Sleep apnea is one of the most common - and most underdiagnosed - sleep disorders plaguing adults. Because it is so misunderstood, it is often ignored, endangering the lives of it's unsuspecting victims.
If you suspect you or someone you care about is suffering from sleep apnea, it's important to get the facts to help you understand what you're up against.
What is Sleep Apnea?
Obstructive sleep apnea (OSA, the most common type of sleep apnea) is a pattern of abnormal breathing while you're sleeping. Your throat muscles relax and your airway collapses. This causes you to stop breathing and gasp for air. Essentially, it's your body strangling you in your sleep. Severe sufferers reportedly stop breathing up to 100 times per hour, depriving their body's most basic functions of oxygen.
What Are the Symptoms of Sleep Apnea?
The most common symptoms are loud snoring, gasping for air during sleep, and prolonged moments in which you stop breathing. Other common side effects include waking up with a dry mouth, grogginess and fatigue, morning headaches, difficulty paying attention, daytime drowsiness, anxiety, and irritability.
Who Can Have or Get Sleep Apnea?
Approximately 22 million Americans have sleep apnea, and 80% of people with moderate and severe OSA have not yet been diagnosed. Adults are much more likely to suffer from sleep apnea. Only 2-3% of children have sleep apnea. African Americans are at higher risk, and men are 2-3 times more likely to develop sleep apnea than women. In fact, only about 9% of middle-aged women have been diagnosed with OSA.
What Causes Sleep Apnea?
When the muscles in the back of your throat relax, they narrow and close your airways. As you try to inhale in your sleep, this closure blocks the airflow, preventing you from getting air to breathe.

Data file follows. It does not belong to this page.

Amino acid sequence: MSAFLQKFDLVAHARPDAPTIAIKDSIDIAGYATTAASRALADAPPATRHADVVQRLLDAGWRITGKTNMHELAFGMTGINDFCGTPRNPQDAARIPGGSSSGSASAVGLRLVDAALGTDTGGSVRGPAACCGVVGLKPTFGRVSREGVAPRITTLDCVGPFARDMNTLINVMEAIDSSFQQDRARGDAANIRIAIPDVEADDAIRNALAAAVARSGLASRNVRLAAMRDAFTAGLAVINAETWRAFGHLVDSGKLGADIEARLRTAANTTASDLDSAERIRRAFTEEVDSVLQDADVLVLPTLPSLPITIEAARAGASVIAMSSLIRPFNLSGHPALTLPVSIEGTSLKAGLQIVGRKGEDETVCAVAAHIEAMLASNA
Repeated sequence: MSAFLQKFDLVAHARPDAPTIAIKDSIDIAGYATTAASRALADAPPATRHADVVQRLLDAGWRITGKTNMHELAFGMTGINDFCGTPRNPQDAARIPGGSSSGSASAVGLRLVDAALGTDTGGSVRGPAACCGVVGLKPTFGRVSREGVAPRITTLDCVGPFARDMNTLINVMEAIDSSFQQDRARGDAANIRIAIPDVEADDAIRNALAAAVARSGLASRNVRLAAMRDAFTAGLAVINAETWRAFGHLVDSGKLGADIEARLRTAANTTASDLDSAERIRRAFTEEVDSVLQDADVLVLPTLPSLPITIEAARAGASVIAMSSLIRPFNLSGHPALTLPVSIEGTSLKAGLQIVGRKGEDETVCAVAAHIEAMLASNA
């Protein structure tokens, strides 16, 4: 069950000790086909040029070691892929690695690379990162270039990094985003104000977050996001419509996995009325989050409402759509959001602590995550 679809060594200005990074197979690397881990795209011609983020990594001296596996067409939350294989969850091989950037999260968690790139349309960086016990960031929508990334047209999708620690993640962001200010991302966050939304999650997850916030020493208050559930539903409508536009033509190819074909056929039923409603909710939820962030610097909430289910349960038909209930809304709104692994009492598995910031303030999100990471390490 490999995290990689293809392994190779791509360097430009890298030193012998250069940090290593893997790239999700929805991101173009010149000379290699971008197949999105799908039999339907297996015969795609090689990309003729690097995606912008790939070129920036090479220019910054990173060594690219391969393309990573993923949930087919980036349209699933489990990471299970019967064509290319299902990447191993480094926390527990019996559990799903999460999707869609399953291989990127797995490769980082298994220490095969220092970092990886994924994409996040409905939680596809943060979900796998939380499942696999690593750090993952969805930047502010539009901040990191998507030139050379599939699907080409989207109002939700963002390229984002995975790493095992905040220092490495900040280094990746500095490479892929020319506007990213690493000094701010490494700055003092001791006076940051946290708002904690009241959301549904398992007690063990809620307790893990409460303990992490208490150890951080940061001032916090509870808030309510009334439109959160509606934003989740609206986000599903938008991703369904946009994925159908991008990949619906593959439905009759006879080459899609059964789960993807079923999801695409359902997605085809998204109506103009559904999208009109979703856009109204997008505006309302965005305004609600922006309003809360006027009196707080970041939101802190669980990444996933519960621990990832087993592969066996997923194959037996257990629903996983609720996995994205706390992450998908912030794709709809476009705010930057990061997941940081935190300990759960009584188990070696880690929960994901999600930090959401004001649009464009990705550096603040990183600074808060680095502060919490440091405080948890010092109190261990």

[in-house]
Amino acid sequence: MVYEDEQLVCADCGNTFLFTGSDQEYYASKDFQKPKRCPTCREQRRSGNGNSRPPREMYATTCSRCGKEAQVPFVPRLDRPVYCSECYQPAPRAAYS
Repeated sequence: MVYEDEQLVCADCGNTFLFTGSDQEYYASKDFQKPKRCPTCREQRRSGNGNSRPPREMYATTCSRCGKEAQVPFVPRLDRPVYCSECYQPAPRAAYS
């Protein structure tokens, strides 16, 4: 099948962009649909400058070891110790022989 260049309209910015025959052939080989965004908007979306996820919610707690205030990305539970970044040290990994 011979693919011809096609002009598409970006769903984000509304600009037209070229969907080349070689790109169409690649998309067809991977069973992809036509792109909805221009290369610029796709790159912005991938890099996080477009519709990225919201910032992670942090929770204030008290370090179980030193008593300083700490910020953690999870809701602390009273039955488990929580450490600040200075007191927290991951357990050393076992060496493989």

Oftentimes obesity, large neck size, drinking alcohol, and smoking can contribute to the severity of sleep apnea.
How is Sleep Apnea Treated?
OSA patients are most often prescribed a forced airflow machine called a CPAP. Some may also receive an oral appliance if they have sought treatment from a Sleep Dentist. This device manipulates the jaw to open up the airway.
Patients who visit ADVENT clinics, however, receive treatment plans designed for their specific needs. Many patients undergo an in-office balloon sinuplasty procedure in which a small catheter is inflated in the sinuses to clear and drain the sinuses. They may also have turbinate reduction which is another in-office procedure to open up your airway.
This approach differs from take-home devices because it attacks the problem at its source. At ADVENT, we begin by examining the back of the throat and making sure the nose is working properly. Then we perform procedures that go beyond subduing symptoms and actually identify and treat the root causes.
What is the Compliance Rate for using a CPAP Device?
CPAP compliance measures the number of people who use their CPAP device on a regular basis. The national average is 30%. This is understandable because if your nose doesn't work a CPAP won't work either.
ADVENT's CPAP compliance rate is 78%. This proves that if your nose works properly, your CPAP device will be much more tolerable...and you'll find more success in treating your sleep apnea.
What Are the Side Effects of Sleep Apnea?
Sleep apnea are many - some are loud and apparent, like snoring, while others could be dubbed silent killers. OSA can have side effects such as daytime fatigue, frequent headaches, dry mouth, anxiety and depression. People who suffer from OSA also tend to be more unfocused, more easily distracted, and easily irritated.
These side effects may be plaguing you while you aren't even associating them with your sleep. How often do you find yourself dozing off in the afternoon, driving somewhere without remembering how you got there, or making mistakes at work?
What Sleep Apnea Does to Your Body?
Sleep apnea puts a lot of strain on your airways and vascular system. Every time OSA causes you to stop breathing in your sleep, it's depriving you of the oxygen needed to keep your lungs, brain and heart functioning how they are meant to. This is why patients who suffer from OSA are much more likely to develop hypertension, diabetes, liver problems, sexual dysfunction, anxiety and more.
How Do I Treat My Sleep Apnea?
Sleep Well. Live Better.
How To Beat Sleep Apnea
Get instant access to our most popular webinar when you subscribe to our newsletter. Simply tell us where to send it:
- Your Name* First
- Your Email*